Contents

Contents

Idea

A trigonometric identity is (formally) a commutative diagram in the category of cartesian spaces and partial functions whose edges are labelled by rational functions (or sometimes algebraic functions) and trigonometric functions.

Slightly more precisely: each rational function $p(x_1, \ldots, x_n) \in \mathbb{R}(x_1, \ldots, x_n)$ is interpreted as a partial function $\mathbb{R}^n \hookleftarrow D \stackrel{f}{\to} \mathbb{R}^n$ where $D$ is the “natural domain” of $p$ (see rational function for more discussion); these are partial analytic functions. The basic trigonometric functions sine ($\sin$) and cosine ($\cos$) are (total) analytic functions $\mathbb{R} \to \mathbb{R}$. All of these may be interpreted as partial functions $\mathbb{R}^n \rightharpoonup \mathbb{R}^n$, and generate a class of functions by applying the monoidal category structure on the category of partial functions that is induced by the cartesian product on cartesian spaces. A trigonometric identity is then (formally) an equality of morphisms in the monoidal category thus generated.

Of course, this is complete overkill; category theorists are not oblivious to the fact that this is exactly the kind of description lampooned in Linderholm’s Mathematics Made Difficult. It’s just a formal way of covering bases. So let us add that in practice, a trigonometric identity usually involves functions obtained by substituting trigonometric functions into rational functions, or substituting rational linear (affine) functions into trigonometric functions: the class of functions considered is usually fairly limited in scope.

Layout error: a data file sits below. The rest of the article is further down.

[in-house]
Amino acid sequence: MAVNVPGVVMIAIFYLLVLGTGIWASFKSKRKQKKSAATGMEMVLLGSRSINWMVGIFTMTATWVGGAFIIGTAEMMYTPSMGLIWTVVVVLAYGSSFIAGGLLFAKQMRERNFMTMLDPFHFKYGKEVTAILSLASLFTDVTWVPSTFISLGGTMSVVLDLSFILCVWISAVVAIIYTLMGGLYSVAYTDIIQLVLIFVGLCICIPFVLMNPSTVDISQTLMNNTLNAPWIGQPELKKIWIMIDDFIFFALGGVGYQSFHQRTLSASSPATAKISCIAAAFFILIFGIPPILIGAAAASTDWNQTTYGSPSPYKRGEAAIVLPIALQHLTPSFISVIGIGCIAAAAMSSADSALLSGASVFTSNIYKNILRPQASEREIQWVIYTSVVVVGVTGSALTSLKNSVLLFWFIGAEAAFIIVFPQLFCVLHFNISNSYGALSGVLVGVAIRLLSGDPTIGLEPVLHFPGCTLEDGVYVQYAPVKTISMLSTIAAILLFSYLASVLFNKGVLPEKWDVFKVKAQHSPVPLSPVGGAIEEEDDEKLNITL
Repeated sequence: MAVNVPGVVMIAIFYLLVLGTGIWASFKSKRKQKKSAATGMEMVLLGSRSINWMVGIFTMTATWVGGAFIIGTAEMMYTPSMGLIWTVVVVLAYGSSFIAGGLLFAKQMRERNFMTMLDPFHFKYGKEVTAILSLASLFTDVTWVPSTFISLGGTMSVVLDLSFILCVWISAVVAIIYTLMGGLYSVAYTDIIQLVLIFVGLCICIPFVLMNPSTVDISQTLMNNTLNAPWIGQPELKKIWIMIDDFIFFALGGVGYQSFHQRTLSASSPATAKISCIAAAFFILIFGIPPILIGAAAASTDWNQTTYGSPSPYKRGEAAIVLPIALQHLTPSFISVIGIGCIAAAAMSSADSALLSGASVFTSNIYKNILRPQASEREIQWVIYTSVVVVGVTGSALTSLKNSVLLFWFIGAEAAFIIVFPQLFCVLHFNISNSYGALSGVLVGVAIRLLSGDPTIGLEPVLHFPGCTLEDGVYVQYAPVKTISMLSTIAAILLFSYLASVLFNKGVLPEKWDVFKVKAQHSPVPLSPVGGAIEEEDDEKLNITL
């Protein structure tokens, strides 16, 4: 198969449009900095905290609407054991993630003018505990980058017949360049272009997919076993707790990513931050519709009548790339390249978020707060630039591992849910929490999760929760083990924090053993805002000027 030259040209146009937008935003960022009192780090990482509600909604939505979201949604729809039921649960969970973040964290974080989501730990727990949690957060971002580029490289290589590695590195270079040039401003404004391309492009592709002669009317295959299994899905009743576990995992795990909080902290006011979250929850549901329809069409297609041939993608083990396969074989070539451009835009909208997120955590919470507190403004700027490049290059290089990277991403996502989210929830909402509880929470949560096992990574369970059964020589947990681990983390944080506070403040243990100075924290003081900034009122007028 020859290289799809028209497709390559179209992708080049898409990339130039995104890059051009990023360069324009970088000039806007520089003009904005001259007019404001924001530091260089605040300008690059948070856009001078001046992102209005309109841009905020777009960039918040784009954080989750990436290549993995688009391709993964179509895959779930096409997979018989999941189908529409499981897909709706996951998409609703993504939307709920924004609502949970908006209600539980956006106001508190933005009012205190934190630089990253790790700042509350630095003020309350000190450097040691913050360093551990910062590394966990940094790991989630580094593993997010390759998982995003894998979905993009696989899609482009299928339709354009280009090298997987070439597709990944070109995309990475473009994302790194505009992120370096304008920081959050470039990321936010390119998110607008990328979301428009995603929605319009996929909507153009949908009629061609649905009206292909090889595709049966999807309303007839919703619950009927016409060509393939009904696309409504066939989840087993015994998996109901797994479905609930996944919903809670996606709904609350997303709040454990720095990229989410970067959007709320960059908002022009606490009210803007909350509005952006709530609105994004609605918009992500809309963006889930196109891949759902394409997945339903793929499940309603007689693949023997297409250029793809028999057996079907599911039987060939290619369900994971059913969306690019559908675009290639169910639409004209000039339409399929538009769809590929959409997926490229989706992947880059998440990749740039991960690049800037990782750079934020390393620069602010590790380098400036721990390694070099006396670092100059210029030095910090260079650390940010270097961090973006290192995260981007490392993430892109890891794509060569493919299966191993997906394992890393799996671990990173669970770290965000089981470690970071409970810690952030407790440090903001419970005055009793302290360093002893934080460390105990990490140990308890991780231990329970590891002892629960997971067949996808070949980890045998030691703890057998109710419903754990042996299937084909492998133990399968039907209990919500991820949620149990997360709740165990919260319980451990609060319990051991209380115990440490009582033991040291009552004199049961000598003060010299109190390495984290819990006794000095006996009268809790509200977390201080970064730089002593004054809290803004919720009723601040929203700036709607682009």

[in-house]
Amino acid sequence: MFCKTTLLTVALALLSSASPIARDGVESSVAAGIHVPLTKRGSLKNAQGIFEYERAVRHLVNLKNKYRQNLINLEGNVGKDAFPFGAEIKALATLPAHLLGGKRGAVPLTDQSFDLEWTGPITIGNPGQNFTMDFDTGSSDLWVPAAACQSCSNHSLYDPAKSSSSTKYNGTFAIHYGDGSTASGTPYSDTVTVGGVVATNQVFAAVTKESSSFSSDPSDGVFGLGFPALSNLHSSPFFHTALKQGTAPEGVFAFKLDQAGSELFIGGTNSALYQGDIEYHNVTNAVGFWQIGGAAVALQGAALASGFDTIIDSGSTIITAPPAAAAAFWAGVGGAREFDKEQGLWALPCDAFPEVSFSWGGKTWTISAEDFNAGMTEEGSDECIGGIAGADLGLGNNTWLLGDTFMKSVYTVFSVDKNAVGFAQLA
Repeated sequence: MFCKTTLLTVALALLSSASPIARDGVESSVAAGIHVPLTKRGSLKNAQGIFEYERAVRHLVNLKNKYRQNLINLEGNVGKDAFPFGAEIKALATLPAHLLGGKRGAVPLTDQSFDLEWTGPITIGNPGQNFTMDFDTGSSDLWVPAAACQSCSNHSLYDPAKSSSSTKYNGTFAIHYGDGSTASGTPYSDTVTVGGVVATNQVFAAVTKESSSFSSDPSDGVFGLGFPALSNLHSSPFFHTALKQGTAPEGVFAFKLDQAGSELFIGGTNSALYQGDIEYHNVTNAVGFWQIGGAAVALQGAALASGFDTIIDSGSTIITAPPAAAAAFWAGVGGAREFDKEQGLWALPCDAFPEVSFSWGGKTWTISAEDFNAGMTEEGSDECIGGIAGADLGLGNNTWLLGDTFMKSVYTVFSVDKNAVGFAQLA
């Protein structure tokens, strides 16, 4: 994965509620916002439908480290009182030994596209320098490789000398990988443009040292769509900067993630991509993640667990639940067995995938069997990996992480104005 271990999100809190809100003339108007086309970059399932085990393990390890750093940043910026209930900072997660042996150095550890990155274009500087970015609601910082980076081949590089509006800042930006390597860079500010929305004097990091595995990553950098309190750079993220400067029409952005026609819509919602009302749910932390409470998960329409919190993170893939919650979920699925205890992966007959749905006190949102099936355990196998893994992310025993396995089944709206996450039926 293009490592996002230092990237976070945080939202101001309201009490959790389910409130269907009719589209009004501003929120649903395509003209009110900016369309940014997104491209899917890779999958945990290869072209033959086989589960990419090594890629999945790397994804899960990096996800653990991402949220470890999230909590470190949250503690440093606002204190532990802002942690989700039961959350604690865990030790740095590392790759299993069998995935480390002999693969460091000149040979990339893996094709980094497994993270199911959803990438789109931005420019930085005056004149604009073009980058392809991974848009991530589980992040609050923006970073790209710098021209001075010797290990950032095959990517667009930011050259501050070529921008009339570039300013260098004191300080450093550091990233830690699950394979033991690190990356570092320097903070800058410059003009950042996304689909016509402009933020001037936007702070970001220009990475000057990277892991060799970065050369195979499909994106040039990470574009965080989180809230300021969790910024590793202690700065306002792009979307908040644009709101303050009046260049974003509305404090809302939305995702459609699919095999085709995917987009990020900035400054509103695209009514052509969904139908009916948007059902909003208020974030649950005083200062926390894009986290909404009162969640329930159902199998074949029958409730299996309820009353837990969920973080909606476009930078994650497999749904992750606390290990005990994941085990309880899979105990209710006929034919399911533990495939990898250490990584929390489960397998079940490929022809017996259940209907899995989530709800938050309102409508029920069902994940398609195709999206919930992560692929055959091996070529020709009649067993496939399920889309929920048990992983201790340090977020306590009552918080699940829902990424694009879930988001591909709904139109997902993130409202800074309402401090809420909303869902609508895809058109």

Examples

Virtually all trigonometric identities can be seen as arising from suitable exponential function identities on complex numbers such as

• $\exp(i t) = \cos(t) + i\sin(t)$ (Euler's formula);

• $\exp(z + w) = \exp(z)\exp(w)$,

• $\widebar{\exp(z)} = \exp(\widebar{z})$.

These imply relations between the sine function and the cosine function as follows:

$\sin\left( \alpha + \beta \right) \;=\; \sin(\alpha) \cos(\beta) + \cos(\alpha) \sin(\beta)$
$\cos(\alpha + \beta) \;=\; \cos(\alpha) \cos(\beta) - \sin(\alpha) \sin(\beta)$

which in turn implies

(1)$\sin(\alpha) \cos(\beta) \;=\; \tfrac{1}{2} \left( \sin(\alpha + \beta) + \sin(\alpha - \beta) \right)$

etc.